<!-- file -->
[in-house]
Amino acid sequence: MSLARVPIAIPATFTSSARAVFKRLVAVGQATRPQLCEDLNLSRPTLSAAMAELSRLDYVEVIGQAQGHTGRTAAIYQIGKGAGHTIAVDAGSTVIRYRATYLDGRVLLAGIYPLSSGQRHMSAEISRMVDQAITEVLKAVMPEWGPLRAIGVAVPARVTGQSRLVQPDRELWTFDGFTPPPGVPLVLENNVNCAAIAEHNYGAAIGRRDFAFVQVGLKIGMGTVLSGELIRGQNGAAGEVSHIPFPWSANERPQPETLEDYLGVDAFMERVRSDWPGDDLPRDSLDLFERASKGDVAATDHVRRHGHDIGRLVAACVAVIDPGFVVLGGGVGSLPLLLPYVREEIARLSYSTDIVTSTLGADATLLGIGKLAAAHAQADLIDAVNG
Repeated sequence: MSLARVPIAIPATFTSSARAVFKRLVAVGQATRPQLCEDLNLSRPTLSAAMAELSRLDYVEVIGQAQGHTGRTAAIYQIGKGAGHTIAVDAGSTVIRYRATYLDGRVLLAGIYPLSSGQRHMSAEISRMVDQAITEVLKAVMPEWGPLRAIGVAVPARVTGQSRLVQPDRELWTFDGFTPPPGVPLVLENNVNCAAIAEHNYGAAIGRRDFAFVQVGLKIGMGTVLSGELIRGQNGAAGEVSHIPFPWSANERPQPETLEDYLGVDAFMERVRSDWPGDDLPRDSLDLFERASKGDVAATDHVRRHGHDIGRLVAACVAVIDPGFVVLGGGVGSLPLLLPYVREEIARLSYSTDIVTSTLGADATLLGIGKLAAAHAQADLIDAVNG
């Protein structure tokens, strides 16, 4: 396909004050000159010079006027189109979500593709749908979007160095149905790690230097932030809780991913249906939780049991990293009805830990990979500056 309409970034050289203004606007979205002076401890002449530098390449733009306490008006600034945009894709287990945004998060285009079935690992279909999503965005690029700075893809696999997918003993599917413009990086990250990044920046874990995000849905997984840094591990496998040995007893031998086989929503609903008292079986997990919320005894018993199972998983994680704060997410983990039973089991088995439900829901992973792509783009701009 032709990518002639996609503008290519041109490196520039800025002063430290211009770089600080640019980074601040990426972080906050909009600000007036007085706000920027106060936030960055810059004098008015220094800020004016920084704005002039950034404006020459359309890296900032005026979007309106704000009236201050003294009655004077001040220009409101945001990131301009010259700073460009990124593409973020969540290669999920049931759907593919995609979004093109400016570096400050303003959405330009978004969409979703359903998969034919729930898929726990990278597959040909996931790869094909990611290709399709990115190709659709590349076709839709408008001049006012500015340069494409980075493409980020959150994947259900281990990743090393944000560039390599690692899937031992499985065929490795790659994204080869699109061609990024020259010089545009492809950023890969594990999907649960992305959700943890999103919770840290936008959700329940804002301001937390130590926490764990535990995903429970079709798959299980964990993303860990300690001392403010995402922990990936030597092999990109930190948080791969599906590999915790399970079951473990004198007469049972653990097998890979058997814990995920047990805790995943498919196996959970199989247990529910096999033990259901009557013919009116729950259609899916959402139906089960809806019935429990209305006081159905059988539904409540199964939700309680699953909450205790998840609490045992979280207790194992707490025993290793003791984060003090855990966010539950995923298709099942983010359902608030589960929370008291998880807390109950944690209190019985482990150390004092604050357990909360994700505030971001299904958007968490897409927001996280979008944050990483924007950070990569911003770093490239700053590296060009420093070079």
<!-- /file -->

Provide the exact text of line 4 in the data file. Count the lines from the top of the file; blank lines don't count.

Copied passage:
């Protein structure tokens, strides 16, 4: 396909004050000159010079006027189109979500593709749908979007160095149905790690230097932030809780991913249906939780049991990293009805830990990979500056 309409970034050289203004606007979205002076401890002449530098390449733009306490008006600034945009894709287990945004998060285009079935690992279909999503965005690029700075893809696999997918003993599917413009990086990250990044920046874990995000849905997984840094591990496998040995007893031998086989929503609903008292079986997990919320005894018993199972998983994680704060997410983990039973089991088995439900829901992973792509783009701009 032709990518002639996609503008290519041109490196520039800025002063430290211009770089600080640019980074601040990426972080906050909009600000007036007085706000920027106060936030960055810059004098008015220094800020004016920084704005002039950034404006020459359309890296900032005026979007309106704000009236201050003294009655004077001040220009409101945001990131301009010259700073460009990124593409973020969540290669999920049931759907593919995609979004093109400016570096400050303003959405330009978004969409979703359903998969034919729930898929726990990278597959040909996931790869094909990611290709399709990115190709659709590349076709839709408008001049006012500015340069494409980075493409980020959150994947259900281990990743090393944000560039390599690692899937031992499985065929490795790659994204080869699109061609990024020259010089545009492809950023890969594990999907649960992305959700943890999103919770840290936008959700329940804002301001937390130590926490764990535990995903429970079709798959299980964990993303860990300690001392403010995402922990990936030597092999990109930190948080791969599906590999915790399970079951473990004198007469049972653990097998890979058997814990995920047990805790995943498919196996959970199989247990529910096999033990259901009557013919009116729950259609899916959402139906089960809806019935429990209305006081159905059988539904409540199964939700309680699953909450205790998840609490045992979280207790194992707490025993290793003791984060003090855990966010539950995923298709099942983010359902608030589960929370008291998880807390109950944690209190019985482990150390004092604050357990909360994700505030971001299904958007968490897409927001996280979008944050990483924007950070990569911003770093490239700053590296060009420093070079």